The taxman isn’t doing enough to tackle tax fraud – despite it costing the UK £16bn a year.

That’s the damning verdict of the Public Accounts Committee, a group of MPs that oversees public spending. 

The committee’s latest report reveals that almost half of the UK’s £34bn tax gap – the difference between the amount of tax HMRC collects and how much it should theoretically get – can be attributed to tax fraud. 

Published today, the report titled ‘Tackling tax fraud’ says the department has made “only limited progress” in reducing the level of losses, which has remained pretty much constant for the past five years.

The public purse is missing out on some £16bn in tax a year because of evasion and other criminal activities

Meg Hillier, chairman, Public Accounts Committee
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It also accuses HMRC of not setting out a clear strategy for dealing with tax fraud and says the department does not know what meeting its own target of 1,000 additional prosecutions has achieved. 

The committee wants HMRC to set out a new strategy to tackle fraud by November and to undertake more investigations targeting wealthy tax evaders.

Committee chairman Meg Hillier said: “The scale of tax fraud, both in cash terms and as a proportion of uncollected tax, demonstrates just how vital it is for HMRC to bring focus to its efforts in this area.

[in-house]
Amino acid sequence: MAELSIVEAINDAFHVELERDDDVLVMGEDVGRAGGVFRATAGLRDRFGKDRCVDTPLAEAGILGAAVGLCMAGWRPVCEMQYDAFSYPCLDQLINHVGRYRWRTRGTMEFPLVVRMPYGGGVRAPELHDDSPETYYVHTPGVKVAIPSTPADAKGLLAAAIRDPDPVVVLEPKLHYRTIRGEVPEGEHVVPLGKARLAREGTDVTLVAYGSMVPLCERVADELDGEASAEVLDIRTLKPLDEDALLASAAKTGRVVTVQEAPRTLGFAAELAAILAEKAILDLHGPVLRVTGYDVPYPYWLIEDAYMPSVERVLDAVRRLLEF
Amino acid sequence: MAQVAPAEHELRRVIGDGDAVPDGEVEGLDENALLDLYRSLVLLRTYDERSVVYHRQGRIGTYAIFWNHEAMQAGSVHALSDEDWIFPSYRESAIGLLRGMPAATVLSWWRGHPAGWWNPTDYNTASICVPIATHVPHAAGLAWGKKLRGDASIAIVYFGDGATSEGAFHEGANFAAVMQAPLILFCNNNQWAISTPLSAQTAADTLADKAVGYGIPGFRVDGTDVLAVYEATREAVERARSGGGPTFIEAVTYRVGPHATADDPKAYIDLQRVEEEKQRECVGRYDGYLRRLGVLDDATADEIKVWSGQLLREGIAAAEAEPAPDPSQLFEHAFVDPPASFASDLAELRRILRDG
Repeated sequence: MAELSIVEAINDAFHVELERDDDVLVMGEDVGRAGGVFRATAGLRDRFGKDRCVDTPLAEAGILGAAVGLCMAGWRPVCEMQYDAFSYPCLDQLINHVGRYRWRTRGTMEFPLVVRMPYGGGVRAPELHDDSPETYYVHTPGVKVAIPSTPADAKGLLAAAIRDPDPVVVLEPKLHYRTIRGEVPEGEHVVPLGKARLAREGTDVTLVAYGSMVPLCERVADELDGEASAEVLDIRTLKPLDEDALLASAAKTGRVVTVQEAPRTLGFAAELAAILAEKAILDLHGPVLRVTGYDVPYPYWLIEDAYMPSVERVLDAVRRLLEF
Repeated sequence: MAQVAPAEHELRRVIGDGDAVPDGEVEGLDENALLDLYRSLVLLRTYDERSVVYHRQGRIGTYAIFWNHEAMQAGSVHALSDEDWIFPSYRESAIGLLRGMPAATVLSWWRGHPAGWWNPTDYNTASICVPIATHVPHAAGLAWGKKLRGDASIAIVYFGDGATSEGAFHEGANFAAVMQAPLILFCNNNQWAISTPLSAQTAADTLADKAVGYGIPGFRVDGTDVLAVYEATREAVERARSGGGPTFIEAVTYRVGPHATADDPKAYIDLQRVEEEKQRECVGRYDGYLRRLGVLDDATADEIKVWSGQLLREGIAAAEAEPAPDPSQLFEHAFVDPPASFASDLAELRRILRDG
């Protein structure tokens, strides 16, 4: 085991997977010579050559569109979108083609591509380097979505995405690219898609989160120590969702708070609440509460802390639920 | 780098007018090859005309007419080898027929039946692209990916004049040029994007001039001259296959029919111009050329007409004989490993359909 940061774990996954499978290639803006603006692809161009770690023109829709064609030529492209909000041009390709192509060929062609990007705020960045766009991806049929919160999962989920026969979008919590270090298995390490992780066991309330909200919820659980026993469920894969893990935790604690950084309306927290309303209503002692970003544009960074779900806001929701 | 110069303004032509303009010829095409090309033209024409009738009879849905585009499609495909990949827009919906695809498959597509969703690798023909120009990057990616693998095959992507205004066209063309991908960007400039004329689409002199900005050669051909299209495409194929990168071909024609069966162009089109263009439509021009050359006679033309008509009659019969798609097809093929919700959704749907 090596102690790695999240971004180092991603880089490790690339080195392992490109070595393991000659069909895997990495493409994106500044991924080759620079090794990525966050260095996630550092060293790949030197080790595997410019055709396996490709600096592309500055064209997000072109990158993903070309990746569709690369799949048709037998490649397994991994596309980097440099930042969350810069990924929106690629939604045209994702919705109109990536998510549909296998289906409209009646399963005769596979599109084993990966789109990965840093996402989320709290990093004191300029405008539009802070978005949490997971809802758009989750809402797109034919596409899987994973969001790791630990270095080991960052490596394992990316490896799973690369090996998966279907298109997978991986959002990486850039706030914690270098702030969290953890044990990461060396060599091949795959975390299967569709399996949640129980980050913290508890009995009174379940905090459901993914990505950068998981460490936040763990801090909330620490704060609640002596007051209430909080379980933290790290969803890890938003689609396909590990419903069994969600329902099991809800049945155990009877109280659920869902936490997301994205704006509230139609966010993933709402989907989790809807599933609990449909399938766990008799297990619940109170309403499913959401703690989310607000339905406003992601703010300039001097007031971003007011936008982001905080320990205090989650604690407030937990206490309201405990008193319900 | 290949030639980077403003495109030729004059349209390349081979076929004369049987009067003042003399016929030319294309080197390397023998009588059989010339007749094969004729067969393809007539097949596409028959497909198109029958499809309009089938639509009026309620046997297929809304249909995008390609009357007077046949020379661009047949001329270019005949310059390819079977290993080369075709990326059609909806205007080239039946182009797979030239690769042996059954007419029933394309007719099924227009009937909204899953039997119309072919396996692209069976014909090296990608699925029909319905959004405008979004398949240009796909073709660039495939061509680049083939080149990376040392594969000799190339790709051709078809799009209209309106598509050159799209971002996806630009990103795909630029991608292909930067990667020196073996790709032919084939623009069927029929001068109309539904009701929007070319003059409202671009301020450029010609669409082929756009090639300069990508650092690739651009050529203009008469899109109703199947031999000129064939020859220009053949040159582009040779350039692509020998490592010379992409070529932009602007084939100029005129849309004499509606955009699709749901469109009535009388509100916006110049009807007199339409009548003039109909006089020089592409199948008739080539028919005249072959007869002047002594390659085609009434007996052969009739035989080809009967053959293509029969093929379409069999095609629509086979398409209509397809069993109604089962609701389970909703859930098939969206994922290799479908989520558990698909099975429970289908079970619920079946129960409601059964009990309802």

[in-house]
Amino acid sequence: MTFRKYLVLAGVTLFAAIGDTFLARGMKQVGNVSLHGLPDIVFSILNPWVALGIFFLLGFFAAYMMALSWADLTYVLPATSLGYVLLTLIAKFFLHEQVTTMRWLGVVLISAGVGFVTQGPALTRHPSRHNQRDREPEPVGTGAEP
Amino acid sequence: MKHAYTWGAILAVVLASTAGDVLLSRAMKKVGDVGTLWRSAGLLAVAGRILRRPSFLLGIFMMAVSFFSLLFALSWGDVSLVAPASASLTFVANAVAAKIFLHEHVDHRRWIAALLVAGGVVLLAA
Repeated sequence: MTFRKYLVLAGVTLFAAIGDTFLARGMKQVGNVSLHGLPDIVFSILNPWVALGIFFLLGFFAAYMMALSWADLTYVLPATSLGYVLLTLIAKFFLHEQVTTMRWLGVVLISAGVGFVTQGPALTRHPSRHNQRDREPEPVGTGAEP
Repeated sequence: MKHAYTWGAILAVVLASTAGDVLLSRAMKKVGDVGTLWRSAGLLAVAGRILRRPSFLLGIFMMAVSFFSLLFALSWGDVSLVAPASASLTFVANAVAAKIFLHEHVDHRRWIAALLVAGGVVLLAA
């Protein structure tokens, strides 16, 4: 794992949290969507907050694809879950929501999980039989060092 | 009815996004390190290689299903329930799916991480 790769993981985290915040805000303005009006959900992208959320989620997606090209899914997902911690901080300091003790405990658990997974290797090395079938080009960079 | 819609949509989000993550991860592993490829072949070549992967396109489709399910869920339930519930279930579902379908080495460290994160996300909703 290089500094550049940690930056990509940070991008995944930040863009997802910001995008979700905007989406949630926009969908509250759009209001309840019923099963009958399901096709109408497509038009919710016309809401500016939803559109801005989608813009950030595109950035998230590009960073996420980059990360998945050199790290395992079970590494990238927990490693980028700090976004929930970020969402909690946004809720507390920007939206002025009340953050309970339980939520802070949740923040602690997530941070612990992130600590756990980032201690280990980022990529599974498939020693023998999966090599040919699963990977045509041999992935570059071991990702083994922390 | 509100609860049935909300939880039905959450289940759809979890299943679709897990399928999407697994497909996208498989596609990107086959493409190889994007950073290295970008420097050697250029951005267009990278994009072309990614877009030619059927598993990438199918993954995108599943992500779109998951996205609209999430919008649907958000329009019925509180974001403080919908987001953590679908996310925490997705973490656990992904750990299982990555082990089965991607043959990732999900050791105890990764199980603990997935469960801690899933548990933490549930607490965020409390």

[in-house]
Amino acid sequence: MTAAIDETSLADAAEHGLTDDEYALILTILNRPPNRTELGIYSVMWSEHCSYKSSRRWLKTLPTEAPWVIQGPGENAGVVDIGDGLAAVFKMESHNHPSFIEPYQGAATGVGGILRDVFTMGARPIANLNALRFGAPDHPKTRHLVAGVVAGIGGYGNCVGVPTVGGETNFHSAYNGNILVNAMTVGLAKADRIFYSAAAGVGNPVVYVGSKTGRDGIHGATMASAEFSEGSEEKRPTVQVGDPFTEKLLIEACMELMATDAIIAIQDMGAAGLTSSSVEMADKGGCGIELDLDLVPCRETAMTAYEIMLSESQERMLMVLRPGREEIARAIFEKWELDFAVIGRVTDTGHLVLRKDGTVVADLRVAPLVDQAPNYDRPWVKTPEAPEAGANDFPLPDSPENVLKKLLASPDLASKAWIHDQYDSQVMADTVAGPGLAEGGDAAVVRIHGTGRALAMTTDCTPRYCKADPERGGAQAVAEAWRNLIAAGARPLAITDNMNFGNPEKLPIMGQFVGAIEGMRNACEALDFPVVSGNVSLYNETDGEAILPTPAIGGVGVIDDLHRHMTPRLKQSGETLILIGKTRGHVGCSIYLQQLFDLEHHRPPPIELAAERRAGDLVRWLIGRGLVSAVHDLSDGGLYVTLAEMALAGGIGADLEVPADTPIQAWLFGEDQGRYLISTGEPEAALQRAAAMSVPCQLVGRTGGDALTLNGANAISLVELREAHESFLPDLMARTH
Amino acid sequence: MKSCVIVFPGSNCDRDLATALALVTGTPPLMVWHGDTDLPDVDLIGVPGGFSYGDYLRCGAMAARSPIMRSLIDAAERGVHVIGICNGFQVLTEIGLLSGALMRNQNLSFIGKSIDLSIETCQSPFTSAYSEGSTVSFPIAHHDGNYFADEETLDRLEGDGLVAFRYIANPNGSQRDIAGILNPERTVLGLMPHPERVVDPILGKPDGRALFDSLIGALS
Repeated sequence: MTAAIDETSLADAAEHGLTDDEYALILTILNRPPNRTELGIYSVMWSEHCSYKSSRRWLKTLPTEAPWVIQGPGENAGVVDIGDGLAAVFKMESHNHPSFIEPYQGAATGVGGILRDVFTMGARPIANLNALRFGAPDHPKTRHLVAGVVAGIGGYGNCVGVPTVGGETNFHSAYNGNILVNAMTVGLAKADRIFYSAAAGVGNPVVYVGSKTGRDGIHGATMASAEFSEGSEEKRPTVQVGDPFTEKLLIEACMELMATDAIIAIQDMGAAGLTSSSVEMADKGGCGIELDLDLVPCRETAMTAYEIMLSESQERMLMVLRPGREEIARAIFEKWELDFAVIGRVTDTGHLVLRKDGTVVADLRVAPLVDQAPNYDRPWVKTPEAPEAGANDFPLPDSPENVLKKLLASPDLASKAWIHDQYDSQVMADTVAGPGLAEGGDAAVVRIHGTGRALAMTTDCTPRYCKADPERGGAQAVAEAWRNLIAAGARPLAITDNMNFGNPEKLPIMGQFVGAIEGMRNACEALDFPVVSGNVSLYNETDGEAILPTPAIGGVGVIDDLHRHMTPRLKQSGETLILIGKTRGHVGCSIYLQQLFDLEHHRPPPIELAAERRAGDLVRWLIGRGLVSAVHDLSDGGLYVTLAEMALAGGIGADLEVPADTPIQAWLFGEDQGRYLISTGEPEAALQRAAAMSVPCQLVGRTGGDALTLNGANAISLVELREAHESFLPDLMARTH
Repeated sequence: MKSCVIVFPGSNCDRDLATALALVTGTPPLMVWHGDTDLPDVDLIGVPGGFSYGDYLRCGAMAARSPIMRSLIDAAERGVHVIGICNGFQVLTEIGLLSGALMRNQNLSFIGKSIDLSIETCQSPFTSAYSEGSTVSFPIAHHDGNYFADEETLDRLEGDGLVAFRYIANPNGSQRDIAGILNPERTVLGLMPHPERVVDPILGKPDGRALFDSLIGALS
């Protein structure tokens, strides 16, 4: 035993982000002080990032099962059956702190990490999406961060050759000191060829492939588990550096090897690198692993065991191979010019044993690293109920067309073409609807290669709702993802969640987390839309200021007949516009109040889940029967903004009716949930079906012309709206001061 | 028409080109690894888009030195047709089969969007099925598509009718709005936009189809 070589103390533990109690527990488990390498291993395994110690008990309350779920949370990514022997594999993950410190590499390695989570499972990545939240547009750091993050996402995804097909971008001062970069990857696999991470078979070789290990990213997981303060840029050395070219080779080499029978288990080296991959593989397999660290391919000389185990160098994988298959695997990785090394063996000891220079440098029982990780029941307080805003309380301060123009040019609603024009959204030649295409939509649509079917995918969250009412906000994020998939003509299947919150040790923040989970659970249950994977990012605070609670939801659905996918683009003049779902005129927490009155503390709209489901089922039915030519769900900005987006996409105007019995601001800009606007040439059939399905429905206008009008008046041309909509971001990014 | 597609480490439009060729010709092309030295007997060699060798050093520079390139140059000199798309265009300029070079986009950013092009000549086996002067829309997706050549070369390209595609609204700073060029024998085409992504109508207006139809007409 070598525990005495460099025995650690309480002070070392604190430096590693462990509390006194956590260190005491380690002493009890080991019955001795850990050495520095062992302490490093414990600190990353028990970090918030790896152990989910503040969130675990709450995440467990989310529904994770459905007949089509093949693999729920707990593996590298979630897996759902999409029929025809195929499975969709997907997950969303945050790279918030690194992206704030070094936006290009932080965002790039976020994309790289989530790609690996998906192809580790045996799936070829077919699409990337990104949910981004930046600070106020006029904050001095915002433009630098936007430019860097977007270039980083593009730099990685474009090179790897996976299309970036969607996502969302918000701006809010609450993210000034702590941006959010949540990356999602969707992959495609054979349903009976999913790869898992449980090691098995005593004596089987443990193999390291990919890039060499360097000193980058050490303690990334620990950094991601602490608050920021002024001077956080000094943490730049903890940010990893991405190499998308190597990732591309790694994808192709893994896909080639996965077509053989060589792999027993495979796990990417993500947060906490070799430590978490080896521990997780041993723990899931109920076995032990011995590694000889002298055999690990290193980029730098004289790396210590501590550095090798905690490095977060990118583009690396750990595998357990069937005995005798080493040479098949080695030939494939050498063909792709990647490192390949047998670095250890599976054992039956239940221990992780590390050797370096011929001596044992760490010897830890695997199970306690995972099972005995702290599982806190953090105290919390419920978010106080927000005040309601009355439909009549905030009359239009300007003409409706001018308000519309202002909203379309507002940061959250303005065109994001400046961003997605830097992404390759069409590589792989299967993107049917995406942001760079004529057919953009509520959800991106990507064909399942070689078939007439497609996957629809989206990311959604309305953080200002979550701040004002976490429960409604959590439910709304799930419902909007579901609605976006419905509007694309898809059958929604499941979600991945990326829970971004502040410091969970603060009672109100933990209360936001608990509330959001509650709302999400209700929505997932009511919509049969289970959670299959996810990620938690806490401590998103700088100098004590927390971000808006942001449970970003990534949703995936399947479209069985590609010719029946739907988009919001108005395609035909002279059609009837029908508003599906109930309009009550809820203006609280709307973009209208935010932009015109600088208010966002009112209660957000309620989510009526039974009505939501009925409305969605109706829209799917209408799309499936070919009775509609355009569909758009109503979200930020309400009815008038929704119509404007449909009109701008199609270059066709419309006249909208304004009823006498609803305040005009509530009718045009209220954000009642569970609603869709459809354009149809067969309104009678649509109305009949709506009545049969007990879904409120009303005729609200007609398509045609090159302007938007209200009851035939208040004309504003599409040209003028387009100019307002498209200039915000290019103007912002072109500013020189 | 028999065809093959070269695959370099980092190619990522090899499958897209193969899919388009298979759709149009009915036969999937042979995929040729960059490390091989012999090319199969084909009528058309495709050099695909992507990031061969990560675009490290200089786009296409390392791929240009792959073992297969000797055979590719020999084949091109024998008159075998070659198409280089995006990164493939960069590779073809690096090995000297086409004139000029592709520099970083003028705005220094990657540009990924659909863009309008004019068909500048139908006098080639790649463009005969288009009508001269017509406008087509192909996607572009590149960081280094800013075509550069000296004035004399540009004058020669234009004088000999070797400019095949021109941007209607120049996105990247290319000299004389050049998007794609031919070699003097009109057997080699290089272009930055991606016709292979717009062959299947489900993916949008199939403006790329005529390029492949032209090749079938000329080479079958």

The Panama Papers – a leak of 11.5m files from the database of law firm Mossack Fonseca – has shown how rich individuals use offshore accounts for tax purposes. Image by dennizn/Shutterstock.com

“The public purse is missing out on some £16bn in tax a year because of evasion and other criminal activities. When people break the law, there must be consequences – and there must be seen to be consequences. 

“Honest taxpayers rightly expect a tax system that works fairly for all and any perception that this is not the case undermines the public’s trust in that system. Its credibility is at risk.”

Labour MP Ms Hillier said the release of the Panama Papers shows how many wealthy people and companies are keeping their tax affairs secret. 

“Where this secrecy involves criminal activity, prosecution must follow – and the threat of prosecution must serve as an effective deterrent to others, she said.

“The department must be far clearer with Parliament and the public about its strategy for combatting tax fraud and the impact of that strategy on the tax gap. To achieve this it needs a better grasp of its own work.

“The evidence we heard from HMRC did not convince us it properly understands the effectiveness of the different enforcement and deterrent tactics it employs. This is a fundamental weakness in its strategy.”